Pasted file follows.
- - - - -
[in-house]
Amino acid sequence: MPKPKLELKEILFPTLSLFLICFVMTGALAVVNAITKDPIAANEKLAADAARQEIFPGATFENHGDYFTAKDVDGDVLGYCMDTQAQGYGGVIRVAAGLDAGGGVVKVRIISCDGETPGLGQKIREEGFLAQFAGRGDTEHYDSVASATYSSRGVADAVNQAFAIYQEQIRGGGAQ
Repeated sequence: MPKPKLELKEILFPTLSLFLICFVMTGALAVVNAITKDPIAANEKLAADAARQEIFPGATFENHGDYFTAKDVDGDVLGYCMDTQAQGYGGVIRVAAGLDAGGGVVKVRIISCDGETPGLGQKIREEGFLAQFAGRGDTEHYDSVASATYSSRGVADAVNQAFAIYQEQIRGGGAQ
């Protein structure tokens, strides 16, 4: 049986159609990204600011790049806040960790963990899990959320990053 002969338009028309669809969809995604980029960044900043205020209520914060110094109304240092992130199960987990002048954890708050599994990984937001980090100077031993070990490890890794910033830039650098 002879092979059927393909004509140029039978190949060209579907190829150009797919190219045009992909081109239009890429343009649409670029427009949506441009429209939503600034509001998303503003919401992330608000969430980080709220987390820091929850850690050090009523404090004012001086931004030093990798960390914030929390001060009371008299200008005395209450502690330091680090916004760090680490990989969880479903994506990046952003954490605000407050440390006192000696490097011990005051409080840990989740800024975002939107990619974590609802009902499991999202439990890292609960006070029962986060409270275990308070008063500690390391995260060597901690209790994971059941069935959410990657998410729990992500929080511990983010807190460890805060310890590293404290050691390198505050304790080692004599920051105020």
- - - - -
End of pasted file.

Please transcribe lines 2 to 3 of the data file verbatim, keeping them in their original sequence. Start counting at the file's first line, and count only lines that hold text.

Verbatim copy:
Amino acid sequence: MPKPKLELKEILFPTLSLFLICFVMTGALAVVNAITKDPIAANEKLAADAARQEIFPGATFENHGDYFTAKDVDGDVLGYCMDTQAQGYGGVIRVAAGLDAGGGVVKVRIISCDGETPGLGQKIREEGFLAQFAGRGDTEHYDSVASATYSSRGVADAVNQAFAIYQEQIRGGGAQ
Repeated sequence: MPKPKLELKEILFPTLSLFLICFVMTGALAVVNAITKDPIAANEKLAADAARQEIFPGATFENHGDYFTAKDVDGDVLGYCMDTQAQGYGGVIRVAAGLDAGGGVVKVRIISCDGETPGLGQKIREEGFLAQFAGRGDTEHYDSVASATYSSRGVADAVNQAFAIYQEQIRGGGAQ